By Jon R. LaFollette (@JonFilet)
with contributions from David Searle (@DaveSearle)
Pacers Media Day took an unexpected turn when George Hill made
an offhand comment about his summer routine.
"I tweeted a long time ago 'I feel 10 pounds lighter,' and
the media guy wrote a story that I lost 10 pounds," Hill said. "I was
referring to taking a poop."
While Hill was wont to treat his time at the podium like a
stand-up comedy set, pleading for his own television show while boasting of his
prowess as a rapper, he also took responsibility for his role on a team with
serious hopes of winning a championship.
"I want to be the vocal leader on the floor," said
Hill. "I think that's going to be my job this year."
Team President Larry Bird has described the upcoming season as "all
in" in pursuit of the franchise's first NBA title — a sentiment head
coach Frank Vogel echoed.
"When you trade away a future first [round pick] and one of
your young players, like we did to bring in a veteran like Luis Scola, I think
you send a little bit of a message," Vogel said. "This is a go-for-it
Scola, a seven-year pro from Argentina acquired in an offseason
trade with Phoenix, was highly touted by his new teammates.
"Scola can play," center Roy Hibbert said. "He
catches the ball and brings it down [the court] like a point guard himself. He's
such a great passer."
Scola will contribute from the bench along with point guard C.J.
Watson and forward Chris Copeland. Both signed as free agents over the summer.
The trio will look to improve a second string unit ranked near the bottom of
the league just a year ago.
But the team promised an improved bench last season as well. How
is this year different?
"I guess we'll see," Bird said. "I don't have a
magic wand and I don't have a crystal ball. But I like the guys we brought in
and I hope it works out."
Another area of concern involves team captain Danny Granger, a
one-time All-Star who missed all but five games last season to a knee injury.
Despite his absence, however, the Pacers came within one game of
punching a ticket to the NBA Finals. Paul George blossomed in his new role as a
primary scorer and shooting guard Lance Stephenson, once a raw street baller,
refined his game and developed into a three-point threat.
As Granger recovers from surgery and aims to reenter the
starting lineup, some wonder how the three wings, and their various skill sets,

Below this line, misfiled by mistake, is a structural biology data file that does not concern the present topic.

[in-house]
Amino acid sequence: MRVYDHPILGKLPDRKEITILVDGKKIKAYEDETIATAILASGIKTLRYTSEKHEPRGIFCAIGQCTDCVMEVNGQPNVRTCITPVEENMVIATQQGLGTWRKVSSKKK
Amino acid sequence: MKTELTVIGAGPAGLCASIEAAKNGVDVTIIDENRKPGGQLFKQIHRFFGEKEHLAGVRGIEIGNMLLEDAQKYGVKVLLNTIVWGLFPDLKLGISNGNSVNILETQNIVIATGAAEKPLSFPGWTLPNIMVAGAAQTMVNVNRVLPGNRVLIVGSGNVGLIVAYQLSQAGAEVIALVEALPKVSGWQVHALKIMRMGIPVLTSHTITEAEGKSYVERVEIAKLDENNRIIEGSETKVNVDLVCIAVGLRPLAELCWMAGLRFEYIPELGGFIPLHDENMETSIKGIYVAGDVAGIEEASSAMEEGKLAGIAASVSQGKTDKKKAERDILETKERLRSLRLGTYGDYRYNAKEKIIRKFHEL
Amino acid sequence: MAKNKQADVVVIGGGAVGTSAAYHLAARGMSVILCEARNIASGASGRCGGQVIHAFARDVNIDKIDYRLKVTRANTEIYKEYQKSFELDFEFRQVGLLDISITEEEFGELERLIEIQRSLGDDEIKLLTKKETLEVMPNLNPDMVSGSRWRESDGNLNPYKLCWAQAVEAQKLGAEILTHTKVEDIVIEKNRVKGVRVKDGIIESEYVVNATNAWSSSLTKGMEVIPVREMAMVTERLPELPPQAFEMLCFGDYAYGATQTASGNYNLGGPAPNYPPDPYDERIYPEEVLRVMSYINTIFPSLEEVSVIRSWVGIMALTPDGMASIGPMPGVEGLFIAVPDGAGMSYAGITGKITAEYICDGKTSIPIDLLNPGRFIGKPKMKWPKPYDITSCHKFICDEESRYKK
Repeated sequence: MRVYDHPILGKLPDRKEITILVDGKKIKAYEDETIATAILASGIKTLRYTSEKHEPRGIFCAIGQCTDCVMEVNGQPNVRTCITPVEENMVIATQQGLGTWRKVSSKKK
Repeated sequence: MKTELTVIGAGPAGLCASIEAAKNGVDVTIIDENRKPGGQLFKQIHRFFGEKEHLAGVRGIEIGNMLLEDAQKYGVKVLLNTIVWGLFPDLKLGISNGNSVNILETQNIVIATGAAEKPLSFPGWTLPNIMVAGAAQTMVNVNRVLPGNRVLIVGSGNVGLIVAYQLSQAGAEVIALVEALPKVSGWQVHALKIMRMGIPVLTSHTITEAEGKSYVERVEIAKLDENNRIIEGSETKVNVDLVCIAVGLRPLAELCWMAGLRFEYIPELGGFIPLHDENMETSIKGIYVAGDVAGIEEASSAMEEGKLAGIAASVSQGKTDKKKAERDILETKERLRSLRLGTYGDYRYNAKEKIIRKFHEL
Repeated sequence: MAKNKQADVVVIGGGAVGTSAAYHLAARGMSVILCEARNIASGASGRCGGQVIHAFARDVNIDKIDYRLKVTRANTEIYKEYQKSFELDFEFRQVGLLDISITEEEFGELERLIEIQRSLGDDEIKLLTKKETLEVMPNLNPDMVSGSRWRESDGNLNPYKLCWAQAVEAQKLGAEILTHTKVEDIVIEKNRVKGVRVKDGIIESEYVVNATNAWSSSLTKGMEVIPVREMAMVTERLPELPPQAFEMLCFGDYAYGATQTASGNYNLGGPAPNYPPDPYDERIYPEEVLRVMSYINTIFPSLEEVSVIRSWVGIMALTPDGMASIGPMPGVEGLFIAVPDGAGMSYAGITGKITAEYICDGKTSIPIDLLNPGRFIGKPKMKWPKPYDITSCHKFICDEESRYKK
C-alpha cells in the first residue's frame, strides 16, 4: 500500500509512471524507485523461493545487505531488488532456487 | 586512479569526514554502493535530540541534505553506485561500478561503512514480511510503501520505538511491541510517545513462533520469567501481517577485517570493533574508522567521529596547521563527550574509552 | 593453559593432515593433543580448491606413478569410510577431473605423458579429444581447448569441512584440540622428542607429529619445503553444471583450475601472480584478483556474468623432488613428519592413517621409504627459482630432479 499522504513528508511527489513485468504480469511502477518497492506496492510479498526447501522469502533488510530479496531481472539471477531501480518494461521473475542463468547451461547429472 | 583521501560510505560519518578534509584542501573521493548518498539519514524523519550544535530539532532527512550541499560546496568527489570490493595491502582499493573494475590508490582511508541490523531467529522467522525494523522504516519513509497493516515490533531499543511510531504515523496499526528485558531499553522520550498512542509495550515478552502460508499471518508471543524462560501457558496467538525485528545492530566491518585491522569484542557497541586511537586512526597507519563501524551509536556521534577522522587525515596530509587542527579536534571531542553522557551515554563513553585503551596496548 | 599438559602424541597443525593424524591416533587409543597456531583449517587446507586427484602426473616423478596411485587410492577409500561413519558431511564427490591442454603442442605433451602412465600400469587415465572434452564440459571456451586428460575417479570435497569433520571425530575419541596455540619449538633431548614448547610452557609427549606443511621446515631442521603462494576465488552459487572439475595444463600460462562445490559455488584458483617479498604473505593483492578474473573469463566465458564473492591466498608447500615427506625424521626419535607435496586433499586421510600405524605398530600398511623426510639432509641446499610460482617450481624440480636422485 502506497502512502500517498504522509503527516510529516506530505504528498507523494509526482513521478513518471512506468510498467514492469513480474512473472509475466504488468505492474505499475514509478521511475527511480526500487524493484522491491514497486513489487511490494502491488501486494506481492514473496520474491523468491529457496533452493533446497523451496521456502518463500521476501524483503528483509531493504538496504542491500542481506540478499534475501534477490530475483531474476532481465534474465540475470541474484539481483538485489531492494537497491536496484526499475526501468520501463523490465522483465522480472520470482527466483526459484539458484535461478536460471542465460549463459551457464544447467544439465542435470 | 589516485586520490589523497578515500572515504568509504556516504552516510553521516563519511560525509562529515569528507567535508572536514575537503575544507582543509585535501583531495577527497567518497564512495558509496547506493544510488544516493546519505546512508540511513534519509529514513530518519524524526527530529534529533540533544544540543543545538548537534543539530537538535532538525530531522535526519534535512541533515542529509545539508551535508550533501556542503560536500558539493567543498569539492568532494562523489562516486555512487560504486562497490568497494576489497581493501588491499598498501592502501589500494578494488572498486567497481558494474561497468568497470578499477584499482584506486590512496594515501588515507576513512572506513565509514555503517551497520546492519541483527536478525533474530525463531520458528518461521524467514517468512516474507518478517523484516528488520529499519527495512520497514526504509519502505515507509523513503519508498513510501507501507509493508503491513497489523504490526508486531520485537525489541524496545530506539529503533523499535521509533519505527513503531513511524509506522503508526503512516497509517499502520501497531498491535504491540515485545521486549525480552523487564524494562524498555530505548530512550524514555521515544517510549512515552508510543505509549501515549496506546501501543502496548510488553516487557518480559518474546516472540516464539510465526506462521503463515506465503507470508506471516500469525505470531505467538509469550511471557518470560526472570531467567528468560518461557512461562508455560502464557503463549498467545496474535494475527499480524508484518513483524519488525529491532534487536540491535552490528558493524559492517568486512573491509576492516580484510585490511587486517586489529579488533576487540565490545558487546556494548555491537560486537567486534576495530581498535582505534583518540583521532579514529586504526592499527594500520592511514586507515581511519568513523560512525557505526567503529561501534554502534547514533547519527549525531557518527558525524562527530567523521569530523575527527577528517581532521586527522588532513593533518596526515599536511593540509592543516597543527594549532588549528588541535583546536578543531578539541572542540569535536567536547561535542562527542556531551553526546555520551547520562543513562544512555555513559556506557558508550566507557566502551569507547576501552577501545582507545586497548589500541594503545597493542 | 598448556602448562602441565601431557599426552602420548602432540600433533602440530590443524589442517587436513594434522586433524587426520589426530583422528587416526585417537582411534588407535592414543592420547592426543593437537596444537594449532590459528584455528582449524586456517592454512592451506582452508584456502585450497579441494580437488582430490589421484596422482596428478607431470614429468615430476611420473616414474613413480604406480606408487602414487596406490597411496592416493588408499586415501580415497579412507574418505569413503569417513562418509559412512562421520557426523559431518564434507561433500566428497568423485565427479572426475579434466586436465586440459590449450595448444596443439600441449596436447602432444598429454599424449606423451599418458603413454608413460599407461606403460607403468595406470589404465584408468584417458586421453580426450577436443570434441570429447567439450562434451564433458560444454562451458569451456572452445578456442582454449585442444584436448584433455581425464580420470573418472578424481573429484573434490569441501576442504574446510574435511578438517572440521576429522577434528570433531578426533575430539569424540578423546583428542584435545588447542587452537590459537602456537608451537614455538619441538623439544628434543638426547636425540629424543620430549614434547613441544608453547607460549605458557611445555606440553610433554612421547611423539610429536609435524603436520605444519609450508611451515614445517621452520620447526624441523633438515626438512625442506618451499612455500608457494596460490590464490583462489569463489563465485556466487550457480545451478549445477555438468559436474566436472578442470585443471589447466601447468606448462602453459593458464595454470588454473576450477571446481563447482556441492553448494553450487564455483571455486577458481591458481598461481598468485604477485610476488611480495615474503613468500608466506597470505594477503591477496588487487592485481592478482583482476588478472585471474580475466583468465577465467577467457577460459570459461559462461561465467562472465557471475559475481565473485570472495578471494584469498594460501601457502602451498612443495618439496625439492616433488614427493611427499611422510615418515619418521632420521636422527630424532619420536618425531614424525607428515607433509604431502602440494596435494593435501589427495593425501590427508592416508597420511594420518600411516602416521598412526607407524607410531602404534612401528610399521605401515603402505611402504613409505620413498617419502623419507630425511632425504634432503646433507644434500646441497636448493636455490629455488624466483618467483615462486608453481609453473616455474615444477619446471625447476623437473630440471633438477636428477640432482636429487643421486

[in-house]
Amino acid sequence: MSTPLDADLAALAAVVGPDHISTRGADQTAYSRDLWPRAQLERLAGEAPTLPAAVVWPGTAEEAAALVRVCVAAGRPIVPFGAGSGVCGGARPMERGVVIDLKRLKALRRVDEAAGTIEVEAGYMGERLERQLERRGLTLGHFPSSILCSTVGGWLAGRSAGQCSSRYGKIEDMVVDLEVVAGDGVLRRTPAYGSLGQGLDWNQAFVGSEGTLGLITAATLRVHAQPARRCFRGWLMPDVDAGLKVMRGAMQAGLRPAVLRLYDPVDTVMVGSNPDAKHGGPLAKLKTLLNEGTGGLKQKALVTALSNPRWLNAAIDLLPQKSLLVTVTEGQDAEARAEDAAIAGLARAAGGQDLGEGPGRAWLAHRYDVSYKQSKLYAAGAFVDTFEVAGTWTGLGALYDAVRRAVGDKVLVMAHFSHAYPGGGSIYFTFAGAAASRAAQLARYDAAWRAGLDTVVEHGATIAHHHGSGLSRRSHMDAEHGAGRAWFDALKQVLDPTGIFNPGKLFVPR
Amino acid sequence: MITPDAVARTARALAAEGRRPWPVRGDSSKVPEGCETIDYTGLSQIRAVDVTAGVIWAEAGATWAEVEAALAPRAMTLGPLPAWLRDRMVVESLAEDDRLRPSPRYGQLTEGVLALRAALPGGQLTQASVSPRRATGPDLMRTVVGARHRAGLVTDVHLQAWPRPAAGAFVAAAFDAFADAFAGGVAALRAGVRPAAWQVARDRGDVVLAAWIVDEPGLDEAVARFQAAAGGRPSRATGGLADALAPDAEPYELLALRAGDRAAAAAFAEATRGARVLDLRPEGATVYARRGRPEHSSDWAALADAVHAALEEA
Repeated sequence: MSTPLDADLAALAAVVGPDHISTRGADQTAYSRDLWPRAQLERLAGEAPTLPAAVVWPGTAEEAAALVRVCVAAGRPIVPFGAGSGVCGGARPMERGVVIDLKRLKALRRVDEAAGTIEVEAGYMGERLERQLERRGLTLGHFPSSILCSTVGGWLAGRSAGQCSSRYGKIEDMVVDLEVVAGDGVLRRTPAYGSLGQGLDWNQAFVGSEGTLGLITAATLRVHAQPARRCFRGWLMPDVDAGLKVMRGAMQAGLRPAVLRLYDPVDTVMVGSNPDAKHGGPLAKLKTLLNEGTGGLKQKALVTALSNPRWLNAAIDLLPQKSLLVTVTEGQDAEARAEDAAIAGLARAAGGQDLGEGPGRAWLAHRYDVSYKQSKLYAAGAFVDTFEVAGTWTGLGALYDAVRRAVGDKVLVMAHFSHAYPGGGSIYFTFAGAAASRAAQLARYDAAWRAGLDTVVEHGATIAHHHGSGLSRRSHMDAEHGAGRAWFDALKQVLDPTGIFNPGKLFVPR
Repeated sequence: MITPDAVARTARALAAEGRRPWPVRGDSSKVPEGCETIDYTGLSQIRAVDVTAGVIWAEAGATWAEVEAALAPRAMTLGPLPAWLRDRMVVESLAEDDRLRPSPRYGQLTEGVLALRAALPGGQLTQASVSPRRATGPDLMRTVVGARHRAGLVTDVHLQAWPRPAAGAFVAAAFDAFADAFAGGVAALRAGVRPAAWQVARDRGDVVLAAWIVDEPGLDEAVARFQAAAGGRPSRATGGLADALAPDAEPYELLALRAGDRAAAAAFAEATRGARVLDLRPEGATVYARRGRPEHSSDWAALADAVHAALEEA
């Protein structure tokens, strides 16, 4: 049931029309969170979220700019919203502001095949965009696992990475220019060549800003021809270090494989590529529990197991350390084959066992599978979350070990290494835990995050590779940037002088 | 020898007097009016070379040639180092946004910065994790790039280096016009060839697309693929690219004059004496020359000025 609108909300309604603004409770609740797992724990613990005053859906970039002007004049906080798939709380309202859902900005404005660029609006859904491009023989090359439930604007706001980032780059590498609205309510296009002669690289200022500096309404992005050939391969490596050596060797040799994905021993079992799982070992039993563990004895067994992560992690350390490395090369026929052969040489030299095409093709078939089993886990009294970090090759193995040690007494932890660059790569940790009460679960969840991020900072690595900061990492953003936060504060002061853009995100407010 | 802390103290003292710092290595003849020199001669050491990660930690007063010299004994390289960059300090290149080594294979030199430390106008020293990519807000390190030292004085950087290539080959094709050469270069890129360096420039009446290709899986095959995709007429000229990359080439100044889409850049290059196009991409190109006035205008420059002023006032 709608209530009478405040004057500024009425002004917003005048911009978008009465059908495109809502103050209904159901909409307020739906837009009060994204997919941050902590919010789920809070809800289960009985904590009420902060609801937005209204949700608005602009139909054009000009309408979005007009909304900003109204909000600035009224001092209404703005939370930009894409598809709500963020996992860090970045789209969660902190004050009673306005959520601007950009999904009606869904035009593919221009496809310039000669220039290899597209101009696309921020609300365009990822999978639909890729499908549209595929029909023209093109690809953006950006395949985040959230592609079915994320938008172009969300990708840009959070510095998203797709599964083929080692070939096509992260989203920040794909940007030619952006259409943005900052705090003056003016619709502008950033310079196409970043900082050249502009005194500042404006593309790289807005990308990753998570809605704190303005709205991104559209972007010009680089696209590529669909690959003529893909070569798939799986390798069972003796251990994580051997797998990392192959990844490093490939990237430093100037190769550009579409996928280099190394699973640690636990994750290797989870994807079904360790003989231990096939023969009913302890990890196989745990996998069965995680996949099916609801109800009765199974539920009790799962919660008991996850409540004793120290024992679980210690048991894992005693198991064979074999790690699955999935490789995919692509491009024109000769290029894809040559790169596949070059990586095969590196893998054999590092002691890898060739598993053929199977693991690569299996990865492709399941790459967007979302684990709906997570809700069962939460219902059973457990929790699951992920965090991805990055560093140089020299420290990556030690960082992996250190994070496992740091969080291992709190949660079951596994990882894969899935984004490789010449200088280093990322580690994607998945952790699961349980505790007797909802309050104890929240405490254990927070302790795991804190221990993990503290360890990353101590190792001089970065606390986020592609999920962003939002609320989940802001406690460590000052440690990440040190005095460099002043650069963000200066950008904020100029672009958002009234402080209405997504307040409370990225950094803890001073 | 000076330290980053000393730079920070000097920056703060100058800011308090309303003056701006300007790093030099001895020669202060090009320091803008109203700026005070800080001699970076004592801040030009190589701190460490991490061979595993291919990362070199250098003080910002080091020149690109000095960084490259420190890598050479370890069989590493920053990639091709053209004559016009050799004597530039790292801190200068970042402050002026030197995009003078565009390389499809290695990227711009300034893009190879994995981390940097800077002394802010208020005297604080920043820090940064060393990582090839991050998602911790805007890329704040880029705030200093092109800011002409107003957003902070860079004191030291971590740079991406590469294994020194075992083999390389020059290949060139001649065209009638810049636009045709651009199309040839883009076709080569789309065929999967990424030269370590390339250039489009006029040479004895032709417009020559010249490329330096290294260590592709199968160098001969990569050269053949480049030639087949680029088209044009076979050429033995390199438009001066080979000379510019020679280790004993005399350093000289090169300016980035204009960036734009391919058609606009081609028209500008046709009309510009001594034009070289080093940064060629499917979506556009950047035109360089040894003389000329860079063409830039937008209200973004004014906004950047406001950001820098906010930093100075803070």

"You're longer when Danny is in the game," Vogel said
in reference to Granger's height. "And you become a better three-point
shooting team. But you're probably a better running team when Lance is in the
Granger remains cautiously optimistic about his return and role
with the team and is more focused on recovering.
"I need to be healthy," Granger said. "Whether I
get the starting job or not is irrelevant at this point. If I'm not healthy
then that's not going to matter."
Granger or no Granger, this Pacers team belongs to Paul George —
who signed a 5-year max contract extension earlier this week.
"I know my role has jumped tremendously," George said.
"I have to be comfortable to be the guy to takeover games and put games
Though George is currently entering his fourth season, his
skills as an elite defender and steady scorer have already garnered recognition
from around the league. He became a first-time All-Star in February, was the
fourth Pacer to receive the Most Improved Player Award and received a nod of
confidence from Miami Heat superstar LeBron James — a reigning
back-to-back NBA champion.
As Indy has stockpiled talent in order to thwart James and
company from a three-peat, so too have other Eastern Conference teams,
including the Brooklyn Nets who acquired future Hall of Famers Paul Pierce and
Kevin Garnett from Boston.
The basketball arms race has hit close to home for the
7-foot-2-inch Roy Hibbert, who finds himself a giant among giants in the
Central Division. In a post-center league, each of the five Central Division
teams (Cleveland, Chicago, Detroit, Indiana, Milwaukee) feature
a traditional center — a growing anomaly in a league captivated by
smaller, nimbler lineups.
Hibbert, who underwent a bevy of strength and conditioning
routines over the summer, caught the eye of many pundits beat writers over the
summer for his bulked-up physique. Hibbert claims to weigh 290 lbs.
"I just put my nose to the ground this summer," Hibbert
said. "I was lifting. I went heavy on the legs and upper body. Hopefully
it pays off this year."
Forward David West spent his summer away from the NBA bubble and
kept as low a profile after signing a 3-year $36 million extension in June.
For West, signing elsewhere as an unrestricted free agent was
not an option.
"At this stage in my career it's about competing as late
into the spring and the summer as possible" West said. "And the
opportunity to do that was best here."
And that's the goal for this Pacers team: Keep playing as the
weather gets warmer, take last year's defensive powers and mesh them with this
season's promising offensive capabilities, play what Vogel calls "smash
mouth basketball," rely on the team chemistry Paul George describes as "unreal,"
lose 10 lbs. and win a ring.